About Us

Visionary

Reverend C. Fauntroy is a spiritual ordained minister, lecturer, visionary, entrepreneur, political and civil rights activist who serves a motivational speaker. He is experience and effective as a consultant on organizing campaigns for acquiring and securing people’s rights.


Reverend C. Fauntroy is an ordained minister and man of God. He was born and raised in Washington, DC where he attended Dunbar High School and Federal City College.  Former U.S. Representative Rev. Dr Walter E. Fauntroy his brother, church, community and family guidance and leadership mentored Ray. He gained experience and committed himself to a lifetime of working for freedom and human rights for African Americans.


Civil Rights Leader

Reverend Fauntroy is the former executive Secretary of the Miami branch of the National Association for the Advancement of Colored People (NAACP); former President of the Miami Chapter of the Southern Christian Leadership Council (S.C.L.C.); 1979-1998 and former President of the State of Florida S.C.L.C. organization.


S.C.L.C. was founded by Dr. Martin Luther King Jr., and a host of African American ministers.  Ray, through his committed work ethic and good character, became such a trusted young “soldier” in the Civil Rights Movement that he was assigned to be one of Dr. King’s drivers whenever the iconic leader was in the Washington, DC area.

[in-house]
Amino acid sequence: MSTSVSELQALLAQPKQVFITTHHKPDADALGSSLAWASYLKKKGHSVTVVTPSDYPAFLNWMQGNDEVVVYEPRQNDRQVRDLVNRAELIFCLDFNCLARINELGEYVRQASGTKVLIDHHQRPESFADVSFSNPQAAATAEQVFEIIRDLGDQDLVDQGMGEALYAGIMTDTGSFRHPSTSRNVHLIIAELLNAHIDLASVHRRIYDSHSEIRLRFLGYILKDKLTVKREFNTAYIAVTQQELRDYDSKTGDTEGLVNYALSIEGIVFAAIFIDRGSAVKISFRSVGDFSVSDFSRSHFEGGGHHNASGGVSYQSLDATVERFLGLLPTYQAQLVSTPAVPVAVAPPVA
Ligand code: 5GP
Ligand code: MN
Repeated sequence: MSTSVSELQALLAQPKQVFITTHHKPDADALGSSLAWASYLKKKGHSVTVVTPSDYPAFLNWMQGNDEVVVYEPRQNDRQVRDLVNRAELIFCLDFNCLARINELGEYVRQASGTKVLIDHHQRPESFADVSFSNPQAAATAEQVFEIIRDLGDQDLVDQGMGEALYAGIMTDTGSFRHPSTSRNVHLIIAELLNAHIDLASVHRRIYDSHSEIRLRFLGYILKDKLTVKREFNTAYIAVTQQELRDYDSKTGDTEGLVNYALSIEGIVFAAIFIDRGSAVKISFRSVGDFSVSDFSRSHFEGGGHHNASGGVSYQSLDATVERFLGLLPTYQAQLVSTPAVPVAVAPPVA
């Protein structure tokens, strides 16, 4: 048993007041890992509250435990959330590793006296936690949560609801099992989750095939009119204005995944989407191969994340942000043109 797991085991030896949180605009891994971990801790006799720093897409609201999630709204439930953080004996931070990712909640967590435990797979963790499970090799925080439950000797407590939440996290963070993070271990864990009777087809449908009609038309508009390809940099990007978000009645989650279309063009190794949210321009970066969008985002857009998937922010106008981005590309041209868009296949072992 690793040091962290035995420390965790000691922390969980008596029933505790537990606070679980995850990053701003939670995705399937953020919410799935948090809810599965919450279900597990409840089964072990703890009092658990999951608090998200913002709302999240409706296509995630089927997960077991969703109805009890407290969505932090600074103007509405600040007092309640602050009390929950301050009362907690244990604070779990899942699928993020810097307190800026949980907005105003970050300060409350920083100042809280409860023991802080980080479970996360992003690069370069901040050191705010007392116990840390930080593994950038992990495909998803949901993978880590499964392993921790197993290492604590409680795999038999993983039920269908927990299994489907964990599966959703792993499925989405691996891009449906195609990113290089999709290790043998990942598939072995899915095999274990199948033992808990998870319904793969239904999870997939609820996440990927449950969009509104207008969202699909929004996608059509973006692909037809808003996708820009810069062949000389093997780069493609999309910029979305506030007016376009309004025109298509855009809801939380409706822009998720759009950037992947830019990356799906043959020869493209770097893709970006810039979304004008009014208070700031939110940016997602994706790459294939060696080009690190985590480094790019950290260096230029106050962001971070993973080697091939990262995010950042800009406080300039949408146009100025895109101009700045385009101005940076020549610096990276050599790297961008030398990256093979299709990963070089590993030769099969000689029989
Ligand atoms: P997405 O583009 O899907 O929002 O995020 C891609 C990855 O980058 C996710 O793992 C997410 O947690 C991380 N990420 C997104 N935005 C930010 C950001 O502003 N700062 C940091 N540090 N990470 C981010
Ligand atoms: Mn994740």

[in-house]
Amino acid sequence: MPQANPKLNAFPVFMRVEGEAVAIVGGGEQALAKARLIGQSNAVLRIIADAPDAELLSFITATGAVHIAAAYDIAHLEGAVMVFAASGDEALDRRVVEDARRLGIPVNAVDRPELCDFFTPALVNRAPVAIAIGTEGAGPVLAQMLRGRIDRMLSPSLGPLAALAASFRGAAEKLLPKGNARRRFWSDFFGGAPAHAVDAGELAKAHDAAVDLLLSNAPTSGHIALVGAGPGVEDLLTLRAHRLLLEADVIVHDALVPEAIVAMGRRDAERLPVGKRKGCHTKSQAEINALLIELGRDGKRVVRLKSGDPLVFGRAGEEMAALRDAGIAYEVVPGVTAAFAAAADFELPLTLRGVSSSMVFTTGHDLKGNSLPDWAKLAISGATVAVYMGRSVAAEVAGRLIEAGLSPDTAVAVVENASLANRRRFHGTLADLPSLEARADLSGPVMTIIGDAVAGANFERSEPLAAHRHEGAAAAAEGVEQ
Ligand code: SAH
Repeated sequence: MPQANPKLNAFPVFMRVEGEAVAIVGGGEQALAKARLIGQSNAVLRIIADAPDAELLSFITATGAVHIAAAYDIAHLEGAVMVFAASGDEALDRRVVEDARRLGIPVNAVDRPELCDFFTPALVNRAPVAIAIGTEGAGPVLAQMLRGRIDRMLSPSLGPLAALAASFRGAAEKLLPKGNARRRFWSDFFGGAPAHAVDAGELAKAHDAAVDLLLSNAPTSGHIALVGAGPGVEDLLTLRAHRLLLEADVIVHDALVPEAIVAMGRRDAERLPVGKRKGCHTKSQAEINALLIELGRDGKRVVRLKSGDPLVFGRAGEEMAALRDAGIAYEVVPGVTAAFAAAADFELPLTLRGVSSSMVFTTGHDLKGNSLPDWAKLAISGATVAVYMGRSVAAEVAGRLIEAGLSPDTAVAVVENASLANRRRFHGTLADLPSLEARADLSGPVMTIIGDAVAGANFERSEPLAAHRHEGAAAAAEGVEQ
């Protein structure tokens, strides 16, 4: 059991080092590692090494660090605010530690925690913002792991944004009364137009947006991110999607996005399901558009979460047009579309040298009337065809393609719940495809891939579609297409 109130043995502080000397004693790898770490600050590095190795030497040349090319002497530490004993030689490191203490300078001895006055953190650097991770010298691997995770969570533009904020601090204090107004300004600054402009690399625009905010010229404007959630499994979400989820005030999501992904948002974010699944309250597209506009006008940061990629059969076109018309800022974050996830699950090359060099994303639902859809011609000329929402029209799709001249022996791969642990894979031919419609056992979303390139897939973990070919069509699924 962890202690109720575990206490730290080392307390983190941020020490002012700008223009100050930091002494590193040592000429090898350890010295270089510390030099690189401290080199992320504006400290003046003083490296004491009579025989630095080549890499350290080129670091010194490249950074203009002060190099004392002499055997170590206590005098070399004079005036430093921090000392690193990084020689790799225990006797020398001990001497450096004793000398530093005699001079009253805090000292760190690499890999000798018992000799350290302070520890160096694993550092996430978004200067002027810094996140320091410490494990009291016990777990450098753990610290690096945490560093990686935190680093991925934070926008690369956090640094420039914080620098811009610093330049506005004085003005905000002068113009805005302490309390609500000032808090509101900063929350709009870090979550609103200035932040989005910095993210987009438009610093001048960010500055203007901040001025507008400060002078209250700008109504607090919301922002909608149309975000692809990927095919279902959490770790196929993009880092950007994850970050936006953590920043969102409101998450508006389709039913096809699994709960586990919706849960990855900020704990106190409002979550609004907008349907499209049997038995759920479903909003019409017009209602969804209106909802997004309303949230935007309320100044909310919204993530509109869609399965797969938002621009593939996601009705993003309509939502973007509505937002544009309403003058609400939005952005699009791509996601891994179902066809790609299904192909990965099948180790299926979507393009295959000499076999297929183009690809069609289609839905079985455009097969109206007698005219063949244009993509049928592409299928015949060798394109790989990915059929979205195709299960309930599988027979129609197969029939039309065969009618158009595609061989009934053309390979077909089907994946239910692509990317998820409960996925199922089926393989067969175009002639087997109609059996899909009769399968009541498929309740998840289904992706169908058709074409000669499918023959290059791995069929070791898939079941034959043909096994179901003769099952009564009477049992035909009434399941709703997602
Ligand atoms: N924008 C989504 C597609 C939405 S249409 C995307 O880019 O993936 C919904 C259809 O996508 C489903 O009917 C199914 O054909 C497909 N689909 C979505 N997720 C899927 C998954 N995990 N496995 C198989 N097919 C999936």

Holistic Consultant

As a person who believes in Holistic Living, he became a Trained Herbalist, and is the Founder and Principal Consultant of the Eden Village Health Network.  His herbal health system practitioners, among other holistic themes, teach body detoxification and to the dietary laws as propounded in the Bible. Eden Village makes available healing herbs, air and water purifiers, and an authentic line of male and female African clothing, fabrics and materials.


Reverend Fauntroy moved from Washington, DC to Miami, FL in the late 1970’s. He relied on the teachings of Dr. Martin Luther King Jr., and his own experiences with S.C.L.C., he stood for the rights of African American and other immigrants.